Bristol Bay Subsistence Use

Bristol Bay Subsistence Use Fact Sheet PDF

For thousands of years, the Native people of Bristol Bay (Yup’ik-Eskimo, Aleut and Athabaskan) have been subsisting from the land. There are roughly 7,500 individuals living in the region, 66 percent of whom are Alaska Native. That's relatively high compared to 16 percent residing in Alaska as a whole. In 2000, the US Census reported an estimated 2,290 Native and 1,129 non-Native households in the Bristol Bay region (Bristol Bay Borough, Lake and Peninsula Borough and Dillingham).

Communities rely on salmon

The Native communities in this area rely on salmon, berries, caribou, moose, marine mammals, ptarmigan, ducks, geese and many plants as their main sources of food. These foods are prepared in thousands of ways – smoked, dried, baked, fried. Teas are made with herbs from the tundra. Clothes and boats used to be made from these animals as well.

Economic impacts

In addition to putting food on the table, the Bristol Bay subsistence harvest generates regional economic impacts when Alaskan households spend money on subsistence-related supplies. Alaskan Native households that use Bristol Bay wildlife refuges for subsistence harvesting spend an average of $2,300 per year on subsistence-related equipment to aid in their harvesting activities. Additionally, non-Native households spend $600 annually for this purpose. Correcting for inflation from 1998 to 2005, annual spending for subsistence harvest reaches about $2,780 for Native households and $725 for non-Native households.

Salmon make up the largest share and account for over half of all harvest (on a basis of usable pounds). On average, the Bristol Bay Native communities bring in 2.4 million pounds of salmon per year. Another nearly one-third of the harvest is land mammals (31 percent), and non-salmon fish comprise another 10 percent of harvest.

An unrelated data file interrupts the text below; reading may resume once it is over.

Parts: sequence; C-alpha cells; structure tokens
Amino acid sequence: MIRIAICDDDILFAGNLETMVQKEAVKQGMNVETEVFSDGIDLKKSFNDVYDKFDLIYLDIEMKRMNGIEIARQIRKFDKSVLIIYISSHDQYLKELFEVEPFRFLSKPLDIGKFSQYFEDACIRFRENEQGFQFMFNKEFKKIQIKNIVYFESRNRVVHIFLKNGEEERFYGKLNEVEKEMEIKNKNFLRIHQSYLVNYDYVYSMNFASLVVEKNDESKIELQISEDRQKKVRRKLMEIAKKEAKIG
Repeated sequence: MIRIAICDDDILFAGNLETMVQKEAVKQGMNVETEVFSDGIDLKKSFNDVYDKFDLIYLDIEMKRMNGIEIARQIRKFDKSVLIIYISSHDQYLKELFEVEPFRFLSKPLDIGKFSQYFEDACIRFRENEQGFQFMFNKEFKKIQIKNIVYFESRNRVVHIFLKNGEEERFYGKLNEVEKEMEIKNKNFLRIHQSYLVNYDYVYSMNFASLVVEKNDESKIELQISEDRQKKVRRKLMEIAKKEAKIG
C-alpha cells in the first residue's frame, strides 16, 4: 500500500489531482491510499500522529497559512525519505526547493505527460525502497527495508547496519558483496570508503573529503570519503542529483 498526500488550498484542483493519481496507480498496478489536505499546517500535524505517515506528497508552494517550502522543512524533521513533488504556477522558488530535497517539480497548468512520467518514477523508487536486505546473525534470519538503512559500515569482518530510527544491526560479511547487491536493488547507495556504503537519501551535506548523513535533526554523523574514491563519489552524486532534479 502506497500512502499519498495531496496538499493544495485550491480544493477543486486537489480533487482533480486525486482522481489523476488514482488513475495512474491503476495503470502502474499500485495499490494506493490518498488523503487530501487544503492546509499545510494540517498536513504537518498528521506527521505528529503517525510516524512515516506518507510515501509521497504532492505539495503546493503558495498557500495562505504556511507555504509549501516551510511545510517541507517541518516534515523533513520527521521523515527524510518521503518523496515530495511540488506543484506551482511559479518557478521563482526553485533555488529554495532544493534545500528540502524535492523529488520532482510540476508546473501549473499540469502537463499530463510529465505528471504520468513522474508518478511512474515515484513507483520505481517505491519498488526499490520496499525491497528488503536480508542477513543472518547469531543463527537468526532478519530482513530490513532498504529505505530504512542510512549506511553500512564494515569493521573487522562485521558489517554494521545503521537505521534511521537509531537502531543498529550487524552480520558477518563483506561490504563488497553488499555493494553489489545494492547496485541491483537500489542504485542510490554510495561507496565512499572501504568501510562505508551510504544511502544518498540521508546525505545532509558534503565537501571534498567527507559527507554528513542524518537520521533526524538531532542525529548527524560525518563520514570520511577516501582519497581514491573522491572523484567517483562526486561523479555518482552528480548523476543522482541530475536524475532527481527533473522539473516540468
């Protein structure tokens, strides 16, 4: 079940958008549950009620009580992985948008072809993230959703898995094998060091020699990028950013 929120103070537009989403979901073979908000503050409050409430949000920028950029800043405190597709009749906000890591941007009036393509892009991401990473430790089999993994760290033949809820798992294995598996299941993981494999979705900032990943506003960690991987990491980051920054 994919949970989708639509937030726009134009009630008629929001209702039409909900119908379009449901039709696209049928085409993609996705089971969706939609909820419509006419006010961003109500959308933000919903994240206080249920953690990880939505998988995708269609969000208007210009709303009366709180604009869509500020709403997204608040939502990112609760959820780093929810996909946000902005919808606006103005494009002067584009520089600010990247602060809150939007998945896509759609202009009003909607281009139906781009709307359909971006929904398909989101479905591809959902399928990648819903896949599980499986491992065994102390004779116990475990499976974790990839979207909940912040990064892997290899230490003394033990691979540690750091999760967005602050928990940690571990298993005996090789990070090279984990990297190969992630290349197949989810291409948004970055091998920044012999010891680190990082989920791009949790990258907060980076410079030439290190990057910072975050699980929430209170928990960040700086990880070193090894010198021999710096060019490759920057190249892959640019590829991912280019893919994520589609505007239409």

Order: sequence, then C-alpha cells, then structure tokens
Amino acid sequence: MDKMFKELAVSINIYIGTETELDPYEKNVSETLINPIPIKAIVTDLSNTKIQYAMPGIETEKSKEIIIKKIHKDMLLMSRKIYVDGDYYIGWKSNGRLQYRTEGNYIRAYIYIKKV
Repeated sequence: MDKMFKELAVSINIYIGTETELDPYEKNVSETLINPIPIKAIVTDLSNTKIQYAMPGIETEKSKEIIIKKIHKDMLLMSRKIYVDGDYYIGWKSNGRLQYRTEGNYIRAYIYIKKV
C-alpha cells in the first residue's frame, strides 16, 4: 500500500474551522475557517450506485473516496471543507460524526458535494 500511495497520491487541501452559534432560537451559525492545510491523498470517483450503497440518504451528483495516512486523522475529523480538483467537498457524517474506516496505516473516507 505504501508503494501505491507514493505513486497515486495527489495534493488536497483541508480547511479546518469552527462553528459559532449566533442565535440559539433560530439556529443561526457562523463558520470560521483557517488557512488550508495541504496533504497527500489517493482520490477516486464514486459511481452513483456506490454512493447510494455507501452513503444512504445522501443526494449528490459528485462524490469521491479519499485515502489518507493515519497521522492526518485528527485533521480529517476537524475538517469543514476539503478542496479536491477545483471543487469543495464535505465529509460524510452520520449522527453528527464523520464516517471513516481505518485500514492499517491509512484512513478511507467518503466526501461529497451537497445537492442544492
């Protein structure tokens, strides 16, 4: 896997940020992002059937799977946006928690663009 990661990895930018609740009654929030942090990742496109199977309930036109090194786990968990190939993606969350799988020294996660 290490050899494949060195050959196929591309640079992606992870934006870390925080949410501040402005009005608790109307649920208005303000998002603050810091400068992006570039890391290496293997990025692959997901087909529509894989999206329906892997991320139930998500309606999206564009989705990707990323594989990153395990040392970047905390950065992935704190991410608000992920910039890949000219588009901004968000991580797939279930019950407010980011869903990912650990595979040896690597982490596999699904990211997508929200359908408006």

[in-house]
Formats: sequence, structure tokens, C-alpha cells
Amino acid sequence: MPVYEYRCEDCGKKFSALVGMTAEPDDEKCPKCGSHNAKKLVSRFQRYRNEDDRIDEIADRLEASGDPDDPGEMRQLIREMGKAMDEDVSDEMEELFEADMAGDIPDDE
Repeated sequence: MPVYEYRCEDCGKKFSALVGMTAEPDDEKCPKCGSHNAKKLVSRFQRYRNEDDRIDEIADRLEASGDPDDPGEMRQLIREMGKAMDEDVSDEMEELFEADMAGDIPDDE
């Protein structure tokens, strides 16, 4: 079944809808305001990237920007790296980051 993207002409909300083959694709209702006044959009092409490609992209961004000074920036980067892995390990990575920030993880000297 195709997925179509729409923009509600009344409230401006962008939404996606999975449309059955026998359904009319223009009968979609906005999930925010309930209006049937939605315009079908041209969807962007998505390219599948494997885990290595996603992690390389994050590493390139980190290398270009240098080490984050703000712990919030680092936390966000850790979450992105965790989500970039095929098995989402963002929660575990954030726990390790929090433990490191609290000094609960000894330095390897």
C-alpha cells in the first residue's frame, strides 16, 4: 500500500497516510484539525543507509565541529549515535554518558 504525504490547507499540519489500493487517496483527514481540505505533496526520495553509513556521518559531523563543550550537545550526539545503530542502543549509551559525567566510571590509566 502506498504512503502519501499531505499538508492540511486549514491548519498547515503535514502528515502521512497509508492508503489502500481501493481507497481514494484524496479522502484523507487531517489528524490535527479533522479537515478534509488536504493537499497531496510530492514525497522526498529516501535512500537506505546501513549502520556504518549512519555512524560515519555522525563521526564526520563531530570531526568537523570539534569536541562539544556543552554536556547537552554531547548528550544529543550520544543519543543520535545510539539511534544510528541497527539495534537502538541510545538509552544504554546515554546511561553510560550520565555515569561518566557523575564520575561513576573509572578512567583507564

Freshwater fish provide rural residents of Bristol Bay year-round subsistence opportunities, in contrast to salmon, which are captured only during specific timeframes in summer and fall. For example, in the Kvichak watershed (Figure 1), 70 to 100 percent of rural households annually harvest 18,000 to 50,000 usable pounds of non-salmon fish to supplement their diets (Figure 2).

Humpback whitefish (Coregonus pidschian), Dolly Varden, (S alvelinus malma) and rainbow trout (Oncorhynchus mykiss) are essential subsistence foods and the importance of a particular species to a community is generally related to its local availability. In Nondalton, whitefish are abundant during early spring through summer and about 75 percent of households participate in their harvest. Humpback whitefish are harvested using gillnets set under ice where springs feed into local lakes, or by ice fishing with single hooks baited with fish eggs. In the Lake Iliamna area, humpback whitefish are harvested with gillnets in the fall and supply the largest non-salmon fish harvest in the community of Igiugig, providing food for residents of the region through a resource exchange network among villages.


ADF&G 2007 Report (pdf file 1.95 mb)

Goldsmith, O., A. Hill, T. Hull, M. Markowski, and R. Unsworth. 1998. “Economic Assessment of Bristol Bay Area National Wildlife refuges: Alaska Penninsula/Becherof, Izembek, Togiak.” Report of the U.S. Department of Interior, Fish and Wildlife Service.